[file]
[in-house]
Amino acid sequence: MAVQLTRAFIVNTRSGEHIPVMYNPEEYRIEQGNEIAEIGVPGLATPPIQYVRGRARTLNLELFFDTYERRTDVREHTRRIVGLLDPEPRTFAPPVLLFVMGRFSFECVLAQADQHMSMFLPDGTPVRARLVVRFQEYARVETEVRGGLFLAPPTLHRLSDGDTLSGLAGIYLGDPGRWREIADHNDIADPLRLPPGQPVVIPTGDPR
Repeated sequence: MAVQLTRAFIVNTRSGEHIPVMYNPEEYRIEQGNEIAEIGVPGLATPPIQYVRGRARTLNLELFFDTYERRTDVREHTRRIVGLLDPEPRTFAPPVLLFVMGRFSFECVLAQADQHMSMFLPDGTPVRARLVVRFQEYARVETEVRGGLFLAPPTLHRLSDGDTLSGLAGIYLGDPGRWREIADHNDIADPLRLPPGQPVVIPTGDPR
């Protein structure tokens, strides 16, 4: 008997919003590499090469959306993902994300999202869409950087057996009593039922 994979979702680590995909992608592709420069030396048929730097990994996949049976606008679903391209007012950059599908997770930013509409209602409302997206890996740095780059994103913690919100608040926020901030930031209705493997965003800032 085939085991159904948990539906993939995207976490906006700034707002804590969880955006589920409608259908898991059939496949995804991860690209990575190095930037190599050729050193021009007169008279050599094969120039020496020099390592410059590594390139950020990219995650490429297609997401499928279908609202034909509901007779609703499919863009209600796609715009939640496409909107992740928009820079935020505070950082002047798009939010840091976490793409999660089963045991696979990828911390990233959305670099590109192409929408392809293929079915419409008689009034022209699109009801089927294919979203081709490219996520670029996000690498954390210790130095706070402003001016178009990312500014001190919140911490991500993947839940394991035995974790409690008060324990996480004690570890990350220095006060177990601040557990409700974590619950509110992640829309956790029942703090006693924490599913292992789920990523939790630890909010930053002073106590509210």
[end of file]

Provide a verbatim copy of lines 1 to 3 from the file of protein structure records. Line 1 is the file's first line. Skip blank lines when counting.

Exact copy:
[in-house]
Amino acid sequence: MAVQLTRAFIVNTRSGEHIPVMYNPEEYRIEQGNEIAEIGVPGLATPPIQYVRGRARTLNLELFFDTYERRTDVREHTRRIVGLLDPEPRTFAPPVLLFVMGRFSFECVLAQADQHMSMFLPDGTPVRARLVVRFQEYARVETEVRGGLFLAPPTLHRLSDGDTLSGLAGIYLGDPGRWREIADHNDIADPLRLPPGQPVVIPTGDPR
Repeated sequence: MAVQLTRAFIVNTRSGEHIPVMYNPEEYRIEQGNEIAEIGVPGLATPPIQYVRGRARTLNLELFFDTYERRTDVREHTRRIVGLLDPEPRTFAPPVLLFVMGRFSFECVLAQADQHMSMFLPDGTPVRARLVVRFQEYARVETEVRGGLFLAPPTLHRLSDGDTLSGLAGIYLGDPGRWREIADHNDIADPLRLPPGQPVVIPTGDPR